Austin MD was granted privileged access to current professional quarterback, former longhorn and University of Texas graduate Colt McCoy during a pro-camp for kids in early July, sponsored by Scott and White Healthcare, a nationally acclaimed health care organization, recognized by organizations including U.S. News & World Report, Thomson Reuters and Newsweek. He was asked about how he stays healthy, the level of health that playing football competitively and nationally requires and how he feels about the general fitness of his alma mater’s city, Austin.
Colt McCoy of the Washington Redskins critiques form and technique as he watches the kids scramble about in the heat.
It was a scalding Saturday morning at Westlake High School. On the football field, hundreds of youngsters were organized into smaller groups, running various drills and practicing player-position exercises. Colt McCoy of the Washington Redskins critiqued form and technique as he watched the kids scramble about in the heat. Between shouts of encouragement and laughing with star-struck little ones, Austin MD spoke with him about his diet and eating regimen and how much that specific aspect of the profession contributes to his physical fitness. He had quite a bit to say. “I think it’s the most important thing,” he explains. “You know, for me, my body’s not equipped to carry a whole lot of weight, but if I eat right and train right, I think I maximize my potential of where I want to play. Being in my profession, you have to put on some weight, so I think that nutrition is key.”
In reflecting on some industry standard pre-season preparations, he stresses something that kids, adults and all sports enthusiasts need to consider. “During training, I don’t want to put anything in my body that is going to hold or set me back, so I stay off the sweets and the fried food.”
He was then asked about how he would compare Austin’s general level of fitness to other major cities, and his answer is on par with this heart-of-Texas. “I’ll tell you this: I think I can basically say that this camp, while having done some camps for other teammates, the second day, the kids are just drained, out of shape, sitting under tents and maybe not even showing up.” He pauses briefly. “Here in Austin, every kid we’ve added has showed up today and no one’s under the training tents, so I would say in general, I think Austin is a very healthy city. The parents do a great job of keeping their kids outside. I’ve been in other places where it’s not like this, so I’m proud to say that I feel like people in this area are very healthy people.”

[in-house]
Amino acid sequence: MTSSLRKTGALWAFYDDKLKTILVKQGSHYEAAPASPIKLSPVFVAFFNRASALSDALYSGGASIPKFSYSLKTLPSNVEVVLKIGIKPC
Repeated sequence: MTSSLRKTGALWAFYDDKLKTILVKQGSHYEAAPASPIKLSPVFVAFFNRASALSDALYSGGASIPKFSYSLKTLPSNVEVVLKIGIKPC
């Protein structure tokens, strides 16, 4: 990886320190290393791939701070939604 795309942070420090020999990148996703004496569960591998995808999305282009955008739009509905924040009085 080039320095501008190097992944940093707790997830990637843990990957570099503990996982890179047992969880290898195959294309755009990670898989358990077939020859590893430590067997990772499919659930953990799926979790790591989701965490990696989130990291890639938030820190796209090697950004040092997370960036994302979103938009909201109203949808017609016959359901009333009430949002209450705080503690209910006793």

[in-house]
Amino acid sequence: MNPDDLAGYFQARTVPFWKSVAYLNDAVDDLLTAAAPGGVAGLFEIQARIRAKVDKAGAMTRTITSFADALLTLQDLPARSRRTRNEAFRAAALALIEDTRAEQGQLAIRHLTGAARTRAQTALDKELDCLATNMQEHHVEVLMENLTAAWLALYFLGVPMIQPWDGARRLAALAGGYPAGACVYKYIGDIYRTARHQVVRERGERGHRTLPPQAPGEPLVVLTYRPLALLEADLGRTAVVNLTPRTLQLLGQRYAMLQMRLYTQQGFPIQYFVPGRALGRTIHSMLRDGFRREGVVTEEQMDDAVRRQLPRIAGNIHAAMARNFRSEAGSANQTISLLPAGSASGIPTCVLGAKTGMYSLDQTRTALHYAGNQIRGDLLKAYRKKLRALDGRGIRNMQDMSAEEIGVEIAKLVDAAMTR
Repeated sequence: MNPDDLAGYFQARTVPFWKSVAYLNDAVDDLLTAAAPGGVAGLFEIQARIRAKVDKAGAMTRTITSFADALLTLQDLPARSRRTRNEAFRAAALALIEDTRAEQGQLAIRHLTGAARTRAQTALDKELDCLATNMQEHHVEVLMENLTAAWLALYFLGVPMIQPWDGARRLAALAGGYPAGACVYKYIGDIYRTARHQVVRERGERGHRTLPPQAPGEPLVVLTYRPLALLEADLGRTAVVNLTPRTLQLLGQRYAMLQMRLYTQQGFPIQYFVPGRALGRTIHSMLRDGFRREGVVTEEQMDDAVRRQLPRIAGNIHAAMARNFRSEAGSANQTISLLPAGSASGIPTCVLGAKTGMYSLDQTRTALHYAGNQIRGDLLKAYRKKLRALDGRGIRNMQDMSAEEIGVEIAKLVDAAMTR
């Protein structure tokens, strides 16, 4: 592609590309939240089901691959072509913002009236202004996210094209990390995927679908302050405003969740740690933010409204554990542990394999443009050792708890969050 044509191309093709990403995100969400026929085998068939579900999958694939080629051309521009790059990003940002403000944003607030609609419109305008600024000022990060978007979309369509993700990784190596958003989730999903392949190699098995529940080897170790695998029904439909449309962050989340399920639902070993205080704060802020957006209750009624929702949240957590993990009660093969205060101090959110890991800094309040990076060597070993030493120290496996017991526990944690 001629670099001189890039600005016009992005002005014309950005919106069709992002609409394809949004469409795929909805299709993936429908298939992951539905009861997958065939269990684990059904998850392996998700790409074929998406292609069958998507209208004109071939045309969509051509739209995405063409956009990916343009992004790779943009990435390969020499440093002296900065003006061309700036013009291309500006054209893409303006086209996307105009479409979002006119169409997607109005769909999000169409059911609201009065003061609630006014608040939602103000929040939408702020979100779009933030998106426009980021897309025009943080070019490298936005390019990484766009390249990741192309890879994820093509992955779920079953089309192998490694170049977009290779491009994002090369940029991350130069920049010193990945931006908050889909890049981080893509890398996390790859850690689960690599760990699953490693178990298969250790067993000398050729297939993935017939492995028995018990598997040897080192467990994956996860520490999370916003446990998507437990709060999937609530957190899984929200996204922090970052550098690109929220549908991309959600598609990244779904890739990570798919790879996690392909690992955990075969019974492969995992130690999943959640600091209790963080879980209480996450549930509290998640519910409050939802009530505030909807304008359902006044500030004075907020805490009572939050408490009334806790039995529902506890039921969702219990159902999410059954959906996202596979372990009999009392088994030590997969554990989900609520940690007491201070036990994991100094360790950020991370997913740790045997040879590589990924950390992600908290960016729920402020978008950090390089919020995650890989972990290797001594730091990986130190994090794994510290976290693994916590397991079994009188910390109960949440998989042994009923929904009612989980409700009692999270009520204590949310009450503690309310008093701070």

Straight from a pro. Nutrition and daily exercise are vital to maintaining a healthy physical state. There are gyms at almost every intersection, a wealth of local sports programs and a great amount of grocery stores and restaurants dedicated to providing the quality food that Austin is becoming more nationally recognized for every year. Health is important to us Austinites. It shows through the people and events such as McCoy’s pro camp for kids, sponsored in great part by Scott and White Healthcare, a centrally based and homegrown health care service that, in the spirit of Austin, advocates for continuous strides in improving health not just here, but for thousands and thousands of Texans in our beautiful Hill Country and beyond.